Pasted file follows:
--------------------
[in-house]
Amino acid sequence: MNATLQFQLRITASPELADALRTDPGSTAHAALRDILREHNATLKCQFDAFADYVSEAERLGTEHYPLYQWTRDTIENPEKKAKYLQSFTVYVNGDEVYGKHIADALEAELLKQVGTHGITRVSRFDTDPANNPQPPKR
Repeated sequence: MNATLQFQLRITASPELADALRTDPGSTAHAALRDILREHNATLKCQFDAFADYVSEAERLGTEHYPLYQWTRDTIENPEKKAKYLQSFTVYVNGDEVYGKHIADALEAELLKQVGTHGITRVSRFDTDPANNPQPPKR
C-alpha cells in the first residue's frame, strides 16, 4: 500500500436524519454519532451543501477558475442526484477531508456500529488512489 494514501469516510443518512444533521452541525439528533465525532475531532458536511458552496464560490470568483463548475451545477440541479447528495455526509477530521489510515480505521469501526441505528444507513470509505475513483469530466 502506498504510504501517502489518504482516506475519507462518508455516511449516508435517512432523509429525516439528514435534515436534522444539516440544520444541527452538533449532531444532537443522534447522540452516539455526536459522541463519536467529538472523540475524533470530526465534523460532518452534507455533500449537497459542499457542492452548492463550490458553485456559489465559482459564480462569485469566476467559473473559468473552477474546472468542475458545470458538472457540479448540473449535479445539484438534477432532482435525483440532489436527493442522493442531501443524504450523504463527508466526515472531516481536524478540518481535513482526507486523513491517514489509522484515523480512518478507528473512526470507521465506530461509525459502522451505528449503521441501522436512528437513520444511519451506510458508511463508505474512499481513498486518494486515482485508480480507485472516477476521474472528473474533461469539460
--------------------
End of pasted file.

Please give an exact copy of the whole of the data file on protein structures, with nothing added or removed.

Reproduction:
[in-house]
Amino acid sequence: MNATLQFQLRITASPELADALRTDPGSTAHAALRDILREHNATLKCQFDAFADYVSEAERLGTEHYPLYQWTRDTIENPEKKAKYLQSFTVYVNGDEVYGKHIADALEAELLKQVGTHGITRVSRFDTDPANNPQPPKR
Repeated sequence: MNATLQFQLRITASPELADALRTDPGSTAHAALRDILREHNATLKCQFDAFADYVSEAERLGTEHYPLYQWTRDTIENPEKKAKYLQSFTVYVNGDEVYGKHIADALEAELLKQVGTHGITRVSRFDTDPANNPQPPKR
C-alpha cells in the first residue's frame, strides 16, 4: 500500500436524519454519532451543501477558475442526484477531508456500529488512489 494514501469516510443518512444533521452541525439528533465525532475531532458536511458552496464560490470568483463548475451545477440541479447528495455526509477530521489510515480505521469501526441505528444507513470509505475513483469530466 502506498504510504501517502489518504482516506475519507462518508455516511449516508435517512432523509429525516439528514435534515436534522444539516440544520444541527452538533449532531444532537443522534447522540452516539455526536459522541463519536467529538472523540475524533470530526465534523460532518452534507455533500449537497459542499457542492452548492463550490458553485456559489465559482459564480462569485469566476467559473473559468473552477474546472468542475458545470458538472457540479448540473449535479445539484438534477432532482435525483440532489436527493442522493442531501443524504450523504463527508466526515472531516481536524478540518481535513482526507486523513491517514489509522484515523480512518478507528473512526470507521465506530461509525459502522451505528449503521441501522436512528437513520444511519451506510458508511463508505474512499481513498486518494486515482485508480480507485472516477476521474472528473474533461469539460